Jack Russell Terriers make for one of the best dogs you can adopt if you are a dog owner with patience and the desire to mold a dog into a well-behaved part of the family.
I know from experience from raising my now 4-year-old Jack Russell Terrier. I also am an avid fan of all mix breeds that contain the Jack Russell which undoubtedly includes the Papijack.
The Papijack has all the qualities of the Jack Russell plus the amazing qualities of the Papillon.
If you’re a fan of small, energetic dogs with big personalities, the Papijack might be the perfect breed for you.
In this brief discussion, we’ll dive into the history of the Papijack and explore the unique traits and characteristics that make the Papijack such a beloved companion for any family.
This discussion is going to help break down the personality and temperament of the Papijack and give a full overview of the dog breed.
If you are on the fence about potentially adopting a Papijack or perhaps you are hesitating due to a lack of knowledge on the breed, this short discussion should help you better understand the breed and better understand if it’s the dog for you and your family.
Let’s dive into those details now.
|Breed Names||Papijack, Papi Jack Russell|
|Height (inches)||10″ to 12″|
|Weight (pounds)||8 to 12 pounds|
|Color||White with black and brown markings|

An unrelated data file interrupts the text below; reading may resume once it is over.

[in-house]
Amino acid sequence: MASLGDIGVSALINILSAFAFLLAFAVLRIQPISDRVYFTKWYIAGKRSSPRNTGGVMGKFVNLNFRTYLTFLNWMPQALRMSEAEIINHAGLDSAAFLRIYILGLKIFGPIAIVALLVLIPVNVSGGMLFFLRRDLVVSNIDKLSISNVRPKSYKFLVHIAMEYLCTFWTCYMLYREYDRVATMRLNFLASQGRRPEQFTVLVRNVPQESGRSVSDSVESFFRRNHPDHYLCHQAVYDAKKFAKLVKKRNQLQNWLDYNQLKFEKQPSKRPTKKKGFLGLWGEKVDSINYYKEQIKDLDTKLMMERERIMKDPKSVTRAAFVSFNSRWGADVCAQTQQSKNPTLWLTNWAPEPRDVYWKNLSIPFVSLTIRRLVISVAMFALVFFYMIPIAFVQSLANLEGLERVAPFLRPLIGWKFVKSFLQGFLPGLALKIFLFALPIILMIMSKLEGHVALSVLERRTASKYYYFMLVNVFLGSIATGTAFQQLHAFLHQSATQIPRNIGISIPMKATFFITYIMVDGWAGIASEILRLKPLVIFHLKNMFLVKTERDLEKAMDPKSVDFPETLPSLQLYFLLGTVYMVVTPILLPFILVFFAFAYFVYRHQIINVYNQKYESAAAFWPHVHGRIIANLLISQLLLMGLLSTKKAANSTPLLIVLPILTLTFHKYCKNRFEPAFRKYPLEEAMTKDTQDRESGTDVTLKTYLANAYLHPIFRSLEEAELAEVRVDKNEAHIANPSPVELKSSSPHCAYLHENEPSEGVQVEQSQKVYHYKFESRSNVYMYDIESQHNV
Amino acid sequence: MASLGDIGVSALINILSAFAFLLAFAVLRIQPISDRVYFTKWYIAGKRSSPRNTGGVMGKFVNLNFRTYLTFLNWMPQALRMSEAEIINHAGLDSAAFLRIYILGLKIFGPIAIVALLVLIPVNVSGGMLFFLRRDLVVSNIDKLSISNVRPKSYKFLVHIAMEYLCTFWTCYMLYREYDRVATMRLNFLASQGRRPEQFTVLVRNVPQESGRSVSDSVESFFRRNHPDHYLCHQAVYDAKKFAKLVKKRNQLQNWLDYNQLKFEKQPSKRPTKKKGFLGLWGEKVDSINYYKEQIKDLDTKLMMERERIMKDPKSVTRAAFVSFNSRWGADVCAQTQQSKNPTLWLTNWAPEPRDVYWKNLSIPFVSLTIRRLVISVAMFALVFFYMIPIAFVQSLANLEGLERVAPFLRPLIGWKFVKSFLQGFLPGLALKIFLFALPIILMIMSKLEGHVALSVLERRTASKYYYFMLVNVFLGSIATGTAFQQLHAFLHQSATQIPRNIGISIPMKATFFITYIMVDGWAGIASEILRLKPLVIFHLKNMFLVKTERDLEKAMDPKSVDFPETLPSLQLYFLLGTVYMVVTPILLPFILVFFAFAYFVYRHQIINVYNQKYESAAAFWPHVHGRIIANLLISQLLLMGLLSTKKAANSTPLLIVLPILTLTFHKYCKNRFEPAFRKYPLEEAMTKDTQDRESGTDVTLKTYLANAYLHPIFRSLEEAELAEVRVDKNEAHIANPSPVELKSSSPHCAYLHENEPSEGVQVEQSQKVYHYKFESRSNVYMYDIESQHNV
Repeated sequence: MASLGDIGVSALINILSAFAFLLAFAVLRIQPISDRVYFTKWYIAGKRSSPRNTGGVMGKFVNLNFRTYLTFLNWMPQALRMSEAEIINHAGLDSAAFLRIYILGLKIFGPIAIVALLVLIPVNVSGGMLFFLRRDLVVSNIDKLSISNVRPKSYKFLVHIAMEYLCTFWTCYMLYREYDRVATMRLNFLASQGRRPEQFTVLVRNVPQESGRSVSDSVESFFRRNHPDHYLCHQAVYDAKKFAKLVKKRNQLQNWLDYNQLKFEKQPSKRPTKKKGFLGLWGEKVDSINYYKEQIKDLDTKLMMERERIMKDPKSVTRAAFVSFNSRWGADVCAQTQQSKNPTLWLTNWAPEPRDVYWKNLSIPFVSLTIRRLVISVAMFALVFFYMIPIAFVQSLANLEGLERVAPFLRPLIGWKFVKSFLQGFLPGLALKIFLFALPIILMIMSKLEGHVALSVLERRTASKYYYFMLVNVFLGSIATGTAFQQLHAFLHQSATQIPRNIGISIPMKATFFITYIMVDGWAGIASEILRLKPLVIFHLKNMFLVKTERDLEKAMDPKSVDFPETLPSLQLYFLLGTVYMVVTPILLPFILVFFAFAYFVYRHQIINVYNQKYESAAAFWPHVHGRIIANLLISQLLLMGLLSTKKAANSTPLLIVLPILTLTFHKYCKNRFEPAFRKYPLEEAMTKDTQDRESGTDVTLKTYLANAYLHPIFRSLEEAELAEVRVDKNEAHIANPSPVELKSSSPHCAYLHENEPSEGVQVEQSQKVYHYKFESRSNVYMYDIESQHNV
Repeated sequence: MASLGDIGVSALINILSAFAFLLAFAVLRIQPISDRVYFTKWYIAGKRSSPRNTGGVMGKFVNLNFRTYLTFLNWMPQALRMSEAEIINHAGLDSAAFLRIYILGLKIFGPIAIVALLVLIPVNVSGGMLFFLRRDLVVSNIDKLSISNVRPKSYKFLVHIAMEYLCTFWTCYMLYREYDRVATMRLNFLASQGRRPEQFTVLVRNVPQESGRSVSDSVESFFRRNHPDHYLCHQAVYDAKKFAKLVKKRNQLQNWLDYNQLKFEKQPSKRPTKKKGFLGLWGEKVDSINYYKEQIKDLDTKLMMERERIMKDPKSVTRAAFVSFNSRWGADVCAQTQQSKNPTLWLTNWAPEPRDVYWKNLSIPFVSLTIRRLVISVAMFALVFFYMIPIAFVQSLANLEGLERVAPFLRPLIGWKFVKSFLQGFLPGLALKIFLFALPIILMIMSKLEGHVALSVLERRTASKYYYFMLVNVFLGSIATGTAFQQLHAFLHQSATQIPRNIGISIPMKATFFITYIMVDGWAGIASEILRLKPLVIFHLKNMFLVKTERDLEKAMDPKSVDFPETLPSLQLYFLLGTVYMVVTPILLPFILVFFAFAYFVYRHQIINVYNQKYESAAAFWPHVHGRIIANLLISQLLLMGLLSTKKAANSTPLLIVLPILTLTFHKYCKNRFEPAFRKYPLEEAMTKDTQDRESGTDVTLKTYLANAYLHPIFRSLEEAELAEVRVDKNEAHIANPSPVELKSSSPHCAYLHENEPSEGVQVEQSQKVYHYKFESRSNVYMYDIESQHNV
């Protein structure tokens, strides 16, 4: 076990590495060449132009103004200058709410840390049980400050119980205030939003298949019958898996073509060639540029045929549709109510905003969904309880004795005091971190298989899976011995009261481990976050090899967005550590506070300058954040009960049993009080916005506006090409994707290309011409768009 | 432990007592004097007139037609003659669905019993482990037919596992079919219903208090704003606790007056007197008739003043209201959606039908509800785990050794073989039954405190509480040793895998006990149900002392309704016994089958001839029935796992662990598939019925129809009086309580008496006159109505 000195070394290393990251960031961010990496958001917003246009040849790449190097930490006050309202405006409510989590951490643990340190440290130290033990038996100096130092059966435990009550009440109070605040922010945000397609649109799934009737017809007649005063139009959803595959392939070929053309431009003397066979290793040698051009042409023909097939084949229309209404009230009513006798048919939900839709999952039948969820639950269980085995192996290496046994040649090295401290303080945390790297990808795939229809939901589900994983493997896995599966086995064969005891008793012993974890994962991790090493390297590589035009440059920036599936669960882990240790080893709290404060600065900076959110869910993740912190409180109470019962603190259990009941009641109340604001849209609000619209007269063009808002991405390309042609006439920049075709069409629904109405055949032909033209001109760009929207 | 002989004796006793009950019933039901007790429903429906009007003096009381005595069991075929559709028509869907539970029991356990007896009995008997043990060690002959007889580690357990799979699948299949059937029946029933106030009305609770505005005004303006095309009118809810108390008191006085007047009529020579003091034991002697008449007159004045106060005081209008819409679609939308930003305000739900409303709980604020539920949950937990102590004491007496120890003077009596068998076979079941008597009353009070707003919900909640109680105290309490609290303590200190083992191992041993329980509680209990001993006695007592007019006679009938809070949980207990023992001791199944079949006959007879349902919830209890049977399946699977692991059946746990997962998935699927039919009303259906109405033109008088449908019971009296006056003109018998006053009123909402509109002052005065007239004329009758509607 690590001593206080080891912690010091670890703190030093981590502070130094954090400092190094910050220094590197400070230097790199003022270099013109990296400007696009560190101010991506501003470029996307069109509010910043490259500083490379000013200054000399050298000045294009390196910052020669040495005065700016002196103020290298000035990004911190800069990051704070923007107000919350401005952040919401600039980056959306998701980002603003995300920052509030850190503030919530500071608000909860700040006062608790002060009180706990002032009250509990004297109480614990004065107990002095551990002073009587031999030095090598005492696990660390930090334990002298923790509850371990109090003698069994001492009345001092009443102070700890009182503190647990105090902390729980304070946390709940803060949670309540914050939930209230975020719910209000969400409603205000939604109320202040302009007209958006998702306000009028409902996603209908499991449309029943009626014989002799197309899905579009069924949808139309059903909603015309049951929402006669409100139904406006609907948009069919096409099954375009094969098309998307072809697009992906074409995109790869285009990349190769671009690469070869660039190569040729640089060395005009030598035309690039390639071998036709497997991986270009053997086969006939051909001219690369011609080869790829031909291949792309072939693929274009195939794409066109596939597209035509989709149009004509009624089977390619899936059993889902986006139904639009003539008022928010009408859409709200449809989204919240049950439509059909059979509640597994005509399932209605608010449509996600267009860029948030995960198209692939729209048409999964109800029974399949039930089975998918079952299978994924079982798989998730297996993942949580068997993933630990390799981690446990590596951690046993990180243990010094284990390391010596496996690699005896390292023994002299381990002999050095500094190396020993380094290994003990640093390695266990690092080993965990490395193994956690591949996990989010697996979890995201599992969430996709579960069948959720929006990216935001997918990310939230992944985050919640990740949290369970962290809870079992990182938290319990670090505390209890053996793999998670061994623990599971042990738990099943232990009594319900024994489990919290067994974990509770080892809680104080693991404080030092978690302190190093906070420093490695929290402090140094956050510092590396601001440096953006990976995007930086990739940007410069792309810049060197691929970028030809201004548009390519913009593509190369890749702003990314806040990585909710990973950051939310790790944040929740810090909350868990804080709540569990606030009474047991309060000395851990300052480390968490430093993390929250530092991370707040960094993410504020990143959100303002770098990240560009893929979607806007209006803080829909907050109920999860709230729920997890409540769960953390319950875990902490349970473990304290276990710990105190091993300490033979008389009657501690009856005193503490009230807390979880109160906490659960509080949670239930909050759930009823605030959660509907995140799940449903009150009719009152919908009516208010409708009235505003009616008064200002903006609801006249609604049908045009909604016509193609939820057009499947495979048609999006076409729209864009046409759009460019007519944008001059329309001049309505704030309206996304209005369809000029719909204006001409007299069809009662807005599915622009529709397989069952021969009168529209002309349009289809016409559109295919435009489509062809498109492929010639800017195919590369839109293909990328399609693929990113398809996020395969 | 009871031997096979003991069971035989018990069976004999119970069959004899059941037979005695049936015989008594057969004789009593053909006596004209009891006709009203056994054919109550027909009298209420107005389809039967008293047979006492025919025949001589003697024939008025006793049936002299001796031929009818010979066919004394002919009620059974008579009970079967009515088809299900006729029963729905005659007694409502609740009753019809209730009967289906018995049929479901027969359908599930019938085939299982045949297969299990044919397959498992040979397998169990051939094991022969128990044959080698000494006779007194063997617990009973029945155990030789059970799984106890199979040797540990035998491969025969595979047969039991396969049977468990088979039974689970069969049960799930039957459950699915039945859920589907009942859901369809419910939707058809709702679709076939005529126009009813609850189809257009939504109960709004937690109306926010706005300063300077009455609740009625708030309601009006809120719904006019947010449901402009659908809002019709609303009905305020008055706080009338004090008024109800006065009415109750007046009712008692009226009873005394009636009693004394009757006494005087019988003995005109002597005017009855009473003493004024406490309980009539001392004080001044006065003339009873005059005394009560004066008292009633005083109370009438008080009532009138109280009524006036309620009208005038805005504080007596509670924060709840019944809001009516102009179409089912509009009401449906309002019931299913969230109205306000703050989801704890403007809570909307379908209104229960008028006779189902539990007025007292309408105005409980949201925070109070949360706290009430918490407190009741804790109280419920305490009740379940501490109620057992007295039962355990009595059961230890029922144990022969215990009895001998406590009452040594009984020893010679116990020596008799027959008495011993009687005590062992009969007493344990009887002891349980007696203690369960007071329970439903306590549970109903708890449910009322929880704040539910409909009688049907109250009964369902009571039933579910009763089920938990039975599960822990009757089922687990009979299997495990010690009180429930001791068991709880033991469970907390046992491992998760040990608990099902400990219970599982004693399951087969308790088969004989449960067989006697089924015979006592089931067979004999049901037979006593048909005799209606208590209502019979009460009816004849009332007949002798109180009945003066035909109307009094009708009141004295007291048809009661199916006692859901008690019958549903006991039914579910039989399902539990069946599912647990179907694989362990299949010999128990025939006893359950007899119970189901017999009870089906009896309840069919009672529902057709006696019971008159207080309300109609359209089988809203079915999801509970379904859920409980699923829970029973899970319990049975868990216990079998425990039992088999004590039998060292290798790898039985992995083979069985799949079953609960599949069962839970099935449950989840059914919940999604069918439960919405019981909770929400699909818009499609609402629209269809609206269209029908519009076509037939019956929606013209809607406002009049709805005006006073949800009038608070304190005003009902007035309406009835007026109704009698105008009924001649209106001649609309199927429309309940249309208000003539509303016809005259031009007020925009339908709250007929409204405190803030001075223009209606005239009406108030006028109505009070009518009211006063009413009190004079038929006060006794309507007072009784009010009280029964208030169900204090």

|Lifespan||12 to 15 years|
|Cost||$500 to $1,500|
The Papijack is 50% Jack Russell Terrier and 50% Papillon. Hence, the name.
As the owner of a Jack Russell Terrier for the past several years, a few traits jump out to me immediately.
Affection, energy, and athletic abilities are crazy with this dog breed.
Due to the Papijack being a cross between the Papillon and the Jack Russell, the Papijack can inherit traits from both parents.
This can be a great thing or potentially a downfall depending on your preparation level or your background in dogs overall.
Let’s do a quick overview of the history of the Papillon next.
History of the Papillon
The Papillon is a small breed of dog that has been around for centuries. Its origins can be traced back to the 16th century when they were often seen in paintings of royalty and aristocracy.
The breed was highly sought after due to its beautiful coat and charming personality.
Much like the Jack Russell Terrier which I have referenced dozens of times on this blog the charm and presence this dog has.
The charming personality is also one of the reasons you have seen the Jack Russell Terrier in so many TV shows and movies over the years such as “Frasier” or “My Dog Skip”.
Over the years, the Papillon became more popular and was eventually recognized by the American Kennel Club in 1915.